A Day with Richard Lockhart

The Mongrel in Tennessee: “A Day with Richard Lockhart”

by Ralph Arata

I previously wrote a driveline article on “Garage Tour – Tennessee Style” but this one is a bit different. Since relocating to the Knoxville Tennessee area, Susan and I have joined the Blount British Car Club (BBC) – an active club of 80 members. The club spent a day with Richard Lockhart, owner of English Auto in Knoxville, TN. English Auto conducts full restorations and services for British cars. Richard who has been in business for 20 years bought his first Triumph TR6 as a teenager and fell in love. His company English Auto works on all sorts of classic British cars with many being exotic.


On this cool and clear Tennessee day with temps about 70°F we visited Richard’s shop. The shop is extremely neat, clean and well ordered. Richard does run a tight ship. On this particular day we saw 3 cars of special interest. The first an absolutely flawless black 1953 Jaguar XK 120. As a concourse vehicle, the paint alone was well above my pay grade. Richard said the car could be valued at somewhere in the $120-150k area. He had finished the engine and it was a thing of beauty.



Lurking behind the XK 120 was a dis-assembled silver 1963 Jaguar E-Type. Annnnd boy, do I mean DIS-ASSEMBLED! The front hood was off and leaning against the wall behind the chassis frame. Richard’s electrical expert had just finished wiring the entire car and mechanics were underway. English Auto is something special. I almost thought I was “live” on the Velocity Channel!



While walking to the back of Richard’s shop, I turned right and before my eyes was another rare and beautiful car – a 1956 Austin Healey 104! On this particular classic, parts are difficult to come by and in many cases they are special-ordered or manufactured. The body was done and painted an absolutely beautiful 2-tone black on red. When this Healey is done it will be a real show-stopper. Richard explained that his customers’ cars are not restored overnight but are 1 to 2 year projects. I assume that the $$ behind these restorations is supplied by people of means (of course the word “lawyer” came up a lot).

There is something our Triumph members would like to hear (are you listening Steve?). Richard restores Triumphs and from what I saw, there were lots of them.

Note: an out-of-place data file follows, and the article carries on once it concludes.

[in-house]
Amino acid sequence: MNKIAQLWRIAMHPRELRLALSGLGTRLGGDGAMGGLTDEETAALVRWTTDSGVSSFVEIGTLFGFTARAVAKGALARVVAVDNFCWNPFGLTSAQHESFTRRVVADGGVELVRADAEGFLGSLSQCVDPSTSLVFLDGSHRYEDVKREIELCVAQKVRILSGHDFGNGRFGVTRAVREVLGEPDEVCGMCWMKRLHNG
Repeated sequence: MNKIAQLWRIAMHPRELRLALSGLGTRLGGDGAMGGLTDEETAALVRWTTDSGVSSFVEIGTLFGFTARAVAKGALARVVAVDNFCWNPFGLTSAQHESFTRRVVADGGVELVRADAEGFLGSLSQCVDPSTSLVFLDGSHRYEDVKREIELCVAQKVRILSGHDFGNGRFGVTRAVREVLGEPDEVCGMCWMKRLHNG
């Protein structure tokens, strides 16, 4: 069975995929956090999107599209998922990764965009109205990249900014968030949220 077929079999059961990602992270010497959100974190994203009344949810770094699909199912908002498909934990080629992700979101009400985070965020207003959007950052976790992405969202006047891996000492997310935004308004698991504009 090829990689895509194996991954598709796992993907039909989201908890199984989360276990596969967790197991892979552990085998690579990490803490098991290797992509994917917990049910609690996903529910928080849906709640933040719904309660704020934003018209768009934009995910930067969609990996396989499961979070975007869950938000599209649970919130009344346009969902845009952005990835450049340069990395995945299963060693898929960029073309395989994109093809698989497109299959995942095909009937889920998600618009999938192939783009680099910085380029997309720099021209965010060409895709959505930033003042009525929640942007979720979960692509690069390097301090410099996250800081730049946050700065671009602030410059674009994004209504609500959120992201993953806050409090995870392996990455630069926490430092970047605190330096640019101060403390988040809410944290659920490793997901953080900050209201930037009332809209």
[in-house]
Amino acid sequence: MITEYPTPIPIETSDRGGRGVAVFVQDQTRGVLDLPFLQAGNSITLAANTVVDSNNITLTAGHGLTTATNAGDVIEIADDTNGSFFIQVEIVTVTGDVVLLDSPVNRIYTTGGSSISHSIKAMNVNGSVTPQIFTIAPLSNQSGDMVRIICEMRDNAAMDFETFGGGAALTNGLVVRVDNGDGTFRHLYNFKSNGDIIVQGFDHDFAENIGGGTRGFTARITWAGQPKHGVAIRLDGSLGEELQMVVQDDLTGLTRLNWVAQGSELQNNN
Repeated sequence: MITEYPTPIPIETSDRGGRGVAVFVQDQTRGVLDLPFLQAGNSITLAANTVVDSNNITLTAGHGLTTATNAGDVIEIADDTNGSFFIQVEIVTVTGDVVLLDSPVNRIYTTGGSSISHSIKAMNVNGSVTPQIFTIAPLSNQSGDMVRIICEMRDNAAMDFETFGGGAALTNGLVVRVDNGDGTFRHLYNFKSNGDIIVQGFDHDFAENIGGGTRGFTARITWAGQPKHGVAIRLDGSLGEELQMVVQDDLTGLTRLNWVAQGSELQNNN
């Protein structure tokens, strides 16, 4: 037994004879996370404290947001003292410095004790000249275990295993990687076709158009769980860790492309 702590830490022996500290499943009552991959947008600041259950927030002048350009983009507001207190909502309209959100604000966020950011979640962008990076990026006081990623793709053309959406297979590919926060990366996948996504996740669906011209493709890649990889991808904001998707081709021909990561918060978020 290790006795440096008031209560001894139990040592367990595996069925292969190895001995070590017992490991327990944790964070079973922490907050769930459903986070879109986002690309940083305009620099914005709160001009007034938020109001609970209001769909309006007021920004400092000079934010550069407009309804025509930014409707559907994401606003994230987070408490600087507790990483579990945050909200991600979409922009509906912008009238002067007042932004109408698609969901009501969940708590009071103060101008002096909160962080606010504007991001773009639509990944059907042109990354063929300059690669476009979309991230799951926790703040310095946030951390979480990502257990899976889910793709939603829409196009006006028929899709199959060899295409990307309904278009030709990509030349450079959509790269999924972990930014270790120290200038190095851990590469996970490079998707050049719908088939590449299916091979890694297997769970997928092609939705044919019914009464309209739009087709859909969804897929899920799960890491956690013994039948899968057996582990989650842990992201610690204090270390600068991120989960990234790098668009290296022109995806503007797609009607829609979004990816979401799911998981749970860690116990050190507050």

The gray TR6 in the picture (above) was a full frame off restoration. The dark blue TR6 (below) featured a fully modified overbore engine, Toyota 5 speed and even a rear sway bar, along with an advanced wiring system with 7 relays and 15 fuses. Richard pulled the heater system and replaced it with his own including air conditioning. The AC brackets were completely fabricated from scratch.


After visiting Richard’s shop we all caravanned to a Garage rented by him.  Between the warehouse and the ground there were probably 50-60 classic cars! To name a few, there was a mustard colored 1957 Alva, a red 1947 Dellow, and a host of vintage MGs, TRs and TVRs.


In this very unpretentious part of eastern Tennessee, I believe it absolutely baffling that these enthusiasts and their cars just keep coming. The Driveline will continue to contain even more of these kinds of articles.

'A Day with Richard Lockhart' has 1 comment

  1. April 10, 2019 @ 2:54 pm Dave Mendenhall

    It is always a cringe worthy moment when I see a TR-6 convertible top improperly dropped.
    First don’t be lazy and unnzip the rear window, it then drops flat against the rear cockpit wall.
    Unsnap the four/five fasteners that are over your head in the convertible. Exit the cock pit and unsnap the three side fasteners on the body below the side triangle rear windows.
    Important get a nice thick large towel. Fold the top metal frame down as designed and pull the canvas flat ofer the trunk lid. Fold the triangle out board plexi glass windows inboard. Now, using the towel fold it onto the top half of the canvas top and gently fold the top ( in half) with towel protecting the top from the pointy dog downs that insert into the top of the wind screen. Apply a boot or tonneau cover. Now you just don’t stuff the top down still attached and crack the plexiglass.


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